The francium nuclei typically last for three minutes and must be trapped and observed before they decay.
The second naturally occurring isotope of francium is 224Fr, a member of the thorium radioactive series.
All known isotopes of francium are highly unstable, therefore knowledge of the properties of this element comes only from radiochemical procedures.
A small number of images of francium have been obtained, but of at most 350,000 atoms at a time.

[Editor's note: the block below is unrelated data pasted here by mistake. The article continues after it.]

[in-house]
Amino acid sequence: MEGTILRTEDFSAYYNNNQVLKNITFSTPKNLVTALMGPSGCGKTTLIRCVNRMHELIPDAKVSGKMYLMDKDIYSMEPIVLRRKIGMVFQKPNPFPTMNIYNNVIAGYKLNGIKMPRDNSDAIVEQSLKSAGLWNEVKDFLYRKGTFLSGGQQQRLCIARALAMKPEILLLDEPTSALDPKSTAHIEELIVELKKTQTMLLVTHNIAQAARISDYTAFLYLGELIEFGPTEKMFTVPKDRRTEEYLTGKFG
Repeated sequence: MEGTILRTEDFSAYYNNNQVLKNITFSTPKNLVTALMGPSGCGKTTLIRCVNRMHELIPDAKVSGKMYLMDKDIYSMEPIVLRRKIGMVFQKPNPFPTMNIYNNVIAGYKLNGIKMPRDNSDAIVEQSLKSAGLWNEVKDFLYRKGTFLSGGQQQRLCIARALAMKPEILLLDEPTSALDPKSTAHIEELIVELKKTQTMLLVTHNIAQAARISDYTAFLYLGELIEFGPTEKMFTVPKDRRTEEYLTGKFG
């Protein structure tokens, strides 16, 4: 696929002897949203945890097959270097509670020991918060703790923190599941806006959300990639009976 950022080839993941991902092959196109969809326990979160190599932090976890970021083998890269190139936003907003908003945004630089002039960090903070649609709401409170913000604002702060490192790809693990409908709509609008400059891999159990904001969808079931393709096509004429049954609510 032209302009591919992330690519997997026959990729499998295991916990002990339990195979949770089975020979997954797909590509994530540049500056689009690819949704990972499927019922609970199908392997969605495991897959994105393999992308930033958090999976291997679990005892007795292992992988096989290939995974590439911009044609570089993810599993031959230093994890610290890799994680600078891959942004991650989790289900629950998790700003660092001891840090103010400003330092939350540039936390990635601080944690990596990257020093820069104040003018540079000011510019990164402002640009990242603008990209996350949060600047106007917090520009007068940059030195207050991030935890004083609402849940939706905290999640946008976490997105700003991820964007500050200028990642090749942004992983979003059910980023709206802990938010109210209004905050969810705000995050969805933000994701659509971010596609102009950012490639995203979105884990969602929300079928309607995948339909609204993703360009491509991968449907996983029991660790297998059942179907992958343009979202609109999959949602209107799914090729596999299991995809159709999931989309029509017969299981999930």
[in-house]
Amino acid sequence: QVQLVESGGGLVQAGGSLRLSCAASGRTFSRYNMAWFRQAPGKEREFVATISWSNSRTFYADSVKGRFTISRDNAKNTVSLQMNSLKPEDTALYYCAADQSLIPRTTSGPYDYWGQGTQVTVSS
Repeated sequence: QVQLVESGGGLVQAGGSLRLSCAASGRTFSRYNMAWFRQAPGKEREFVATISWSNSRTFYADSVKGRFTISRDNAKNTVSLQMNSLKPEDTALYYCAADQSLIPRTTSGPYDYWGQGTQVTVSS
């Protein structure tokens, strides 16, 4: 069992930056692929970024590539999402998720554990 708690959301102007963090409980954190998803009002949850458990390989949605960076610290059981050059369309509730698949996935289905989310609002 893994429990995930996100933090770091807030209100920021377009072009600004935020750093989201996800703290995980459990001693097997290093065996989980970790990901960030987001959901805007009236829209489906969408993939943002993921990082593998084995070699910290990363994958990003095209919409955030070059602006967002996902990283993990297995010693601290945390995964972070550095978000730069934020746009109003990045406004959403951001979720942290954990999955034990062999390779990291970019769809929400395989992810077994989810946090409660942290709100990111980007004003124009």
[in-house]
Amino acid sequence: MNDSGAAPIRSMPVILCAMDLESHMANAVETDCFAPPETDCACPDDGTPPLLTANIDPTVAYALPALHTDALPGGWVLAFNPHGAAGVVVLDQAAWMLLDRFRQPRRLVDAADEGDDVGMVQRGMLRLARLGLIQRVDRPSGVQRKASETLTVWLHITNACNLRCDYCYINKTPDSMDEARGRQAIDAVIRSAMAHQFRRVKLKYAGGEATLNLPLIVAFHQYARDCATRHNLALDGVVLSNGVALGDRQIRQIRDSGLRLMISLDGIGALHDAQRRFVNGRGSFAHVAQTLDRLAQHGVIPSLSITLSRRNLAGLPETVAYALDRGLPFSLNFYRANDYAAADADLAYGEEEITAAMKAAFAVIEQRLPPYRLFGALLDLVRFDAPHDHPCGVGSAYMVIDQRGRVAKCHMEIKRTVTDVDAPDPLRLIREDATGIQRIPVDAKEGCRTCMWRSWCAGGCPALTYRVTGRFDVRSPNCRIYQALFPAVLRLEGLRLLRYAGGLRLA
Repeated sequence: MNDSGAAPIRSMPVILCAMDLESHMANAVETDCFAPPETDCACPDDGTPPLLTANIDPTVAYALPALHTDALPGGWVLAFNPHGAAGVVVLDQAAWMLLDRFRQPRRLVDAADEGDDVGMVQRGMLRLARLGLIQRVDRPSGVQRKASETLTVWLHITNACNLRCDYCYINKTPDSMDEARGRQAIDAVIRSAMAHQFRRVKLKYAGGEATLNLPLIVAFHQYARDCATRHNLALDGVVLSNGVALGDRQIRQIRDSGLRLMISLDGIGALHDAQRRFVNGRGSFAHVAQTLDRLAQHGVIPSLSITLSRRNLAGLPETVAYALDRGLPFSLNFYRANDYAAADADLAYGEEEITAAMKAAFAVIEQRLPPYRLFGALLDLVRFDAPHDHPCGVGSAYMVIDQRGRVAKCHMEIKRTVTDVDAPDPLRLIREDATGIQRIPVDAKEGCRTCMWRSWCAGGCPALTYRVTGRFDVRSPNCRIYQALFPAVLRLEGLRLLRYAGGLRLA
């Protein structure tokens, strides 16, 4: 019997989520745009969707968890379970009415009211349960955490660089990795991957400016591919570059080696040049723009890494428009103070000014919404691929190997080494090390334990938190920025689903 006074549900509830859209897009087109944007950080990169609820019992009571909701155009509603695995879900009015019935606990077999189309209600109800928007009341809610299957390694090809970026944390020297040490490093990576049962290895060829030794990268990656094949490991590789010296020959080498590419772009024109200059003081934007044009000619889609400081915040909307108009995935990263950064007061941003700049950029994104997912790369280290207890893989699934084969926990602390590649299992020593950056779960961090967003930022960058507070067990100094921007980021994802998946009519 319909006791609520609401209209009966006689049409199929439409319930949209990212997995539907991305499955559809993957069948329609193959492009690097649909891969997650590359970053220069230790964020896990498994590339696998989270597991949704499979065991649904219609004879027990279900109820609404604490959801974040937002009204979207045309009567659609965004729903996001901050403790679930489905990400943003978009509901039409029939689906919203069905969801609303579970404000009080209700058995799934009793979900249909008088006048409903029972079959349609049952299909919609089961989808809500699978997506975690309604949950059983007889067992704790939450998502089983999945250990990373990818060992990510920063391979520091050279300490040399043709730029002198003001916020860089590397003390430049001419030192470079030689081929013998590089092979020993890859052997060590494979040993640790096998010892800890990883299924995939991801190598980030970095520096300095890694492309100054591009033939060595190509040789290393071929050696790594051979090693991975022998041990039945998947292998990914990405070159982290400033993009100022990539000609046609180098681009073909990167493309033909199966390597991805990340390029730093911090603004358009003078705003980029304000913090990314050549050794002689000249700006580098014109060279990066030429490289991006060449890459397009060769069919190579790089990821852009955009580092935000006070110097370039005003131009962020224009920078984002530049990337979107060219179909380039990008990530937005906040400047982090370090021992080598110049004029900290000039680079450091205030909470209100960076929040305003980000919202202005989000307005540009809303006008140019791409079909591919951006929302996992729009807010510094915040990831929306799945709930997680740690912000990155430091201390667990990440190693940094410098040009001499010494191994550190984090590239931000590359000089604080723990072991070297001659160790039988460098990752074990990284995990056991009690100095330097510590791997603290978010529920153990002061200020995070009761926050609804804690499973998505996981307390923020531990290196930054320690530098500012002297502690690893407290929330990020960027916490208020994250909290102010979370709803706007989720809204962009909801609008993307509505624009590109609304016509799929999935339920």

Many radioactive isotopes of francium have been produced, with atomic mass numbers between 199 and 232.
Francium is the least electronegative of all the known elements, with cesium being the second least.
The nuclei of 18O were accelerated to an energy of 100 million electron volts (MeV), to give them sufficient energy to fuse with gold nuclei and produce francium nuclei.
Francium is formed and occurs as a result of the radioactive decay (alpha decay) of actinium.
Francium lies in group 1 (former group 1A)—the alkali metal group—of the periodic table.